TABLE 5______________________________________F3      ε31  ε32                          ε33______________________________________  0 g   0            0         0 800 g  35 × 10-6                 75 × 10-6                          114 × 10-61600 g  73 × 10-6                153 × 10-6                          228 × 10-62100 g  98 × 10-6                202 × 10-6                          305 × 10-6______________________________________

              TABLE 6______________________________________f3     κ31      κ32                         κ33______________________________________1      0.0461         0.0958  0.1441______________________________________

In Table 6, the values of κ31, κ32, κ33 are expressed in terms of 10-6 /g.

From the above data, the following simultaneous equations with three unknowns are derived:

κ11·A1+κ12·A2+κ13·A3=ε1(1)

κ21·A1+κ22·A2+κ23·A3=ε2(2)

κ31·A1+κ32·A2+κ33·A3=ε3(3)

where κ11˜κ33 represent strains per unit load, A1, A2, A3 represent estimated loads (unknown), and ε1, ε2, ε3 represent measured strain data.

The values of κ11, κ12, κ13 in Table 2 are substituted in the equation (1), the values of κ21, κ22, κ23 in Table 4 are substituted in the equation (2), and the values of κ31, κ32, κ33 in Table 6 are substituted in the equation (3). Both sides of the equations are multiplied by 106 to eliminate 10-6 from the terms of κ11˜κ33. As a result, the following equations are obtained:

0.1432A1+0.0966A2+0.046OA3=ε1×10-6      (4)

0.0967A1+0.1943A2+0.0973A3=ε2×10-6      (5)

0.0461A1+0.0958A2+0.1441A3=ε3×10-6      (6)

These equations (4)˜(6) are used as practical equations in the method according to the present invention.

The manner in which the practical equations (4)˜(6) are used will be described below.

FIG. 3 is illustrative of a second stage of the method according to the present invention. The components used in the second stage are the same as those used in the first stage shown in FIG. 2.

Loads A1=800 g, A2=2100 g, and A3=1500 g were applied to the structural body 1 at the respective positions where the strain gages 2a˜2c are attached.

Strains developed at the respective positions of the structural body 1 were measured by the strain gages 2a 2c. The strain measured by the strain gage 2a was 386×10-6, the strain measured by the strain gage 2b was 627×10-6, and the strain measured by the strain gage 2c was 456×10-6. These strain readings serve as the measured strain data ε1˜ε3 in the practical equations (4)˜(6). By substituting the strain readings in the right-hand sides of the practical equations (4)˜(6), the following equations are obtained:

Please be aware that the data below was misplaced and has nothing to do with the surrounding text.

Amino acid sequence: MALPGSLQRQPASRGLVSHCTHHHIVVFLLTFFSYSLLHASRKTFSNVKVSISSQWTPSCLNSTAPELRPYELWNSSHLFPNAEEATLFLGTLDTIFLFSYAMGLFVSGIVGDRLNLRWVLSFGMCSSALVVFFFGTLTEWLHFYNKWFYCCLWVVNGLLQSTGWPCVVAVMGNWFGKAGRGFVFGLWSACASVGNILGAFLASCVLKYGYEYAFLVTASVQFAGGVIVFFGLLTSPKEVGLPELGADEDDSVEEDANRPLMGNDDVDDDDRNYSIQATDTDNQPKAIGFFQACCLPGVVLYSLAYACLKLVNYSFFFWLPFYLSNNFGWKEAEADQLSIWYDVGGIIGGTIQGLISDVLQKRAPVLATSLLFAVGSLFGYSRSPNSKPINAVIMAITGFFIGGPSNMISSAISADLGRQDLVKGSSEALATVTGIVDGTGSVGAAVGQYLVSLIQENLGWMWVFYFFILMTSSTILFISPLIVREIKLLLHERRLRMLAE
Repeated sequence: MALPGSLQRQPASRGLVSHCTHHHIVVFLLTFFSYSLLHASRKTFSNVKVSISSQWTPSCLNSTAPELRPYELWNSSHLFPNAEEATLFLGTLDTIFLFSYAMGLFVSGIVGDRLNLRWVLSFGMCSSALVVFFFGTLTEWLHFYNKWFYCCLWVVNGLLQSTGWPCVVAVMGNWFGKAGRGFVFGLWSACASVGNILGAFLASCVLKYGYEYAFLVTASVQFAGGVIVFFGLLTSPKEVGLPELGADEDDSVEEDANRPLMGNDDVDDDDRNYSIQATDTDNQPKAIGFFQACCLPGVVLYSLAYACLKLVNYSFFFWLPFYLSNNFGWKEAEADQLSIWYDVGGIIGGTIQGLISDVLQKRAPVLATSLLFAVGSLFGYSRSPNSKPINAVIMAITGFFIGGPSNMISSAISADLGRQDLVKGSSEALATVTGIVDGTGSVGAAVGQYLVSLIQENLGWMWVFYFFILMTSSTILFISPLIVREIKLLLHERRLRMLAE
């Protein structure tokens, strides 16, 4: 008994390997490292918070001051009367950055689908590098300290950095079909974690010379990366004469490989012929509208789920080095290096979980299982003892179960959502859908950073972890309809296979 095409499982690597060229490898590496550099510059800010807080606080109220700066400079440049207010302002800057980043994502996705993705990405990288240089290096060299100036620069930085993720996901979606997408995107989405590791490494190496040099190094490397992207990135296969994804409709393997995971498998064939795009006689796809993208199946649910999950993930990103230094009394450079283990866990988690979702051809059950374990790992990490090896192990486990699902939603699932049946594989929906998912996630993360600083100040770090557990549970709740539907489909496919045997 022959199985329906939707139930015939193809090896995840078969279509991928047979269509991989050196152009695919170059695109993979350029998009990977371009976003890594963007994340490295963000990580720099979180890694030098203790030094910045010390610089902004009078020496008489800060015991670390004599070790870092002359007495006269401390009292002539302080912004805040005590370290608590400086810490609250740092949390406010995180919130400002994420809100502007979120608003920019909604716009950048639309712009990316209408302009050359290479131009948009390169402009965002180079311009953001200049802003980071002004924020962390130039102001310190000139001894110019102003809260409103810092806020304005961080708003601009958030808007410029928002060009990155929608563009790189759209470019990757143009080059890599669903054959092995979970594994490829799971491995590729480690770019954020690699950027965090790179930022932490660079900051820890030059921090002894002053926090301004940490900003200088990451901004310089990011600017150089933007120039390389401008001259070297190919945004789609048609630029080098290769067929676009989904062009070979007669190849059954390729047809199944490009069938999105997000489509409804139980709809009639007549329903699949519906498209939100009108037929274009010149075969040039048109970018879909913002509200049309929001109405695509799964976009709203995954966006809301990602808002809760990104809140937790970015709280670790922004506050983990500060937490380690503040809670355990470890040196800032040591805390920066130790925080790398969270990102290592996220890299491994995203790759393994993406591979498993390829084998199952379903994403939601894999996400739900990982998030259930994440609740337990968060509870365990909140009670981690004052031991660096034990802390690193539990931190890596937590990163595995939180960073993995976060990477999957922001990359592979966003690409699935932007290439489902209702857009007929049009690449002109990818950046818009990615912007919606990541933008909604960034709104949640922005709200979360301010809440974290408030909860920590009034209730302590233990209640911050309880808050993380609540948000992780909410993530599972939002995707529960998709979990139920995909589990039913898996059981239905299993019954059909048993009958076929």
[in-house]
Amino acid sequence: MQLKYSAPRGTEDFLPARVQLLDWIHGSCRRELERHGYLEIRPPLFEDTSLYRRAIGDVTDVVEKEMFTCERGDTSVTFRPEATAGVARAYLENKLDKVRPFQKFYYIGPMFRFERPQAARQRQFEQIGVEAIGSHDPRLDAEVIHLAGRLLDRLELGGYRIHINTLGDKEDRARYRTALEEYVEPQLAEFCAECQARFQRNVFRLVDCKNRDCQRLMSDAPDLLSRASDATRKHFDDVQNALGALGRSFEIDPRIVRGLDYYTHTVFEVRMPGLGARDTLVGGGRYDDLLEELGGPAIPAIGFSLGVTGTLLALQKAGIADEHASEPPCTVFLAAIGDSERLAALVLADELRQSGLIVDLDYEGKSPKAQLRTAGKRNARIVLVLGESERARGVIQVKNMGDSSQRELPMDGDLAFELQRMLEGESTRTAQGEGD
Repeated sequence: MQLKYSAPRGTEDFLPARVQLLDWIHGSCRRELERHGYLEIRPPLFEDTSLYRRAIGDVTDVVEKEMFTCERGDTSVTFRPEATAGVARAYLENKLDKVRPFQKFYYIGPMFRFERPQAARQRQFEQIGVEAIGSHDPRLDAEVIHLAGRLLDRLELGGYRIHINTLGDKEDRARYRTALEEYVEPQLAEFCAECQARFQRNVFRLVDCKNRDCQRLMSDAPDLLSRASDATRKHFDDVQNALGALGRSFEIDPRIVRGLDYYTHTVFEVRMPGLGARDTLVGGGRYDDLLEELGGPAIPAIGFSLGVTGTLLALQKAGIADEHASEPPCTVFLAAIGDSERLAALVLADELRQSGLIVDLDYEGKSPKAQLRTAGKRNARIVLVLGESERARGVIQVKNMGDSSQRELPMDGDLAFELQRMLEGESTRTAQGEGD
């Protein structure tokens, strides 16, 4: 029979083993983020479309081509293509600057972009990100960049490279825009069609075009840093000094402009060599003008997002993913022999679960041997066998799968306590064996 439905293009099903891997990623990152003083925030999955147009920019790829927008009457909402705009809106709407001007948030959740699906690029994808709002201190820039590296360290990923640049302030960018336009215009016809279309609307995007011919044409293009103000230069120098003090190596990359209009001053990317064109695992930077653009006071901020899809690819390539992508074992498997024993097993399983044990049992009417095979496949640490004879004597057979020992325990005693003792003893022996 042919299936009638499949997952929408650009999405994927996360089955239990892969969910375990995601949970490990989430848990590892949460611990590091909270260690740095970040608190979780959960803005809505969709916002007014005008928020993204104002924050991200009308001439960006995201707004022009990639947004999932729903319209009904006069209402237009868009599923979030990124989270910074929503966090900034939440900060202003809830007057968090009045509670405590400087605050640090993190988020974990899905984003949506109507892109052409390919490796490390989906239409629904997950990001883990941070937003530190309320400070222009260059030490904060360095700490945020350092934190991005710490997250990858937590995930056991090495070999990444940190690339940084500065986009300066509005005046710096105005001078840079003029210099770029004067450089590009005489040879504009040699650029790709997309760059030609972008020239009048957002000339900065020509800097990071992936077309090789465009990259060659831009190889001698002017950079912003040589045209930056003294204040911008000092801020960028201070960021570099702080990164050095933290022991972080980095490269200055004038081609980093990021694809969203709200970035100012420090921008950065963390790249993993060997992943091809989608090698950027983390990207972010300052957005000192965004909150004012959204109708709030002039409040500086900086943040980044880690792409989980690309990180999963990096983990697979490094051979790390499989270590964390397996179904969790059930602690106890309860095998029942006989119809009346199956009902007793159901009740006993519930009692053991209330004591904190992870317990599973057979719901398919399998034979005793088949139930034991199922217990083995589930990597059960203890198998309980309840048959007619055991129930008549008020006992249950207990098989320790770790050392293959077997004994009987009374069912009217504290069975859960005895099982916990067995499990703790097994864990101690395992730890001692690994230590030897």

0.1432A1+0.0966A2+0.046OA3=386                             (7)

0.0967A1+0.1943A2+0.0973A3=386                             (8)

0.0461A1+0.0958A2+0.1441A3=456                             (9)

These equations (7)˜(9) were solved for the loads A1, A2, A3. As a result, the estimated load A1 was 819 g, the estimated load A2 was 2047 g, and the estimated load A3 was 1541 g, which are substantially the same as the applied loads A1, A2, and A3, respectively.

Consequently, it was possible to estimate the applied loads A1˜A3 by measuring the strains ε1˜ε3 developed in the structural body 1.

The above equations may be expressed using matrices as follows: ##EQU6##

By calculating an inverse of the matrix K! with the computer 6 connected to the strain gages 2a, 2b, 2c through the amplifier 4 and the recorder 5 immediately before strains are measured, it is possible to calculate loads in real-time from the measured strains according to the equation:

{A}= K!-1 I{ε}

The accuracy of the estimated loads was analyzed. The estimated loads and the actual loads (A1=800 g, A2=2100 g, and A3=1500 g) were compared with each other, and errors were calculated. The calculated errors were 2.4% for the load A1, 2.4% for the load A2, and 2.7% for the load A3. It was confirmed, therefore, that the accuracy of the estimated loads was good.

Steps of the first stage of the method according to the present invention will be described below with reference to FIG. 4. The first stage may be carried out in a well-equipped experimental facility.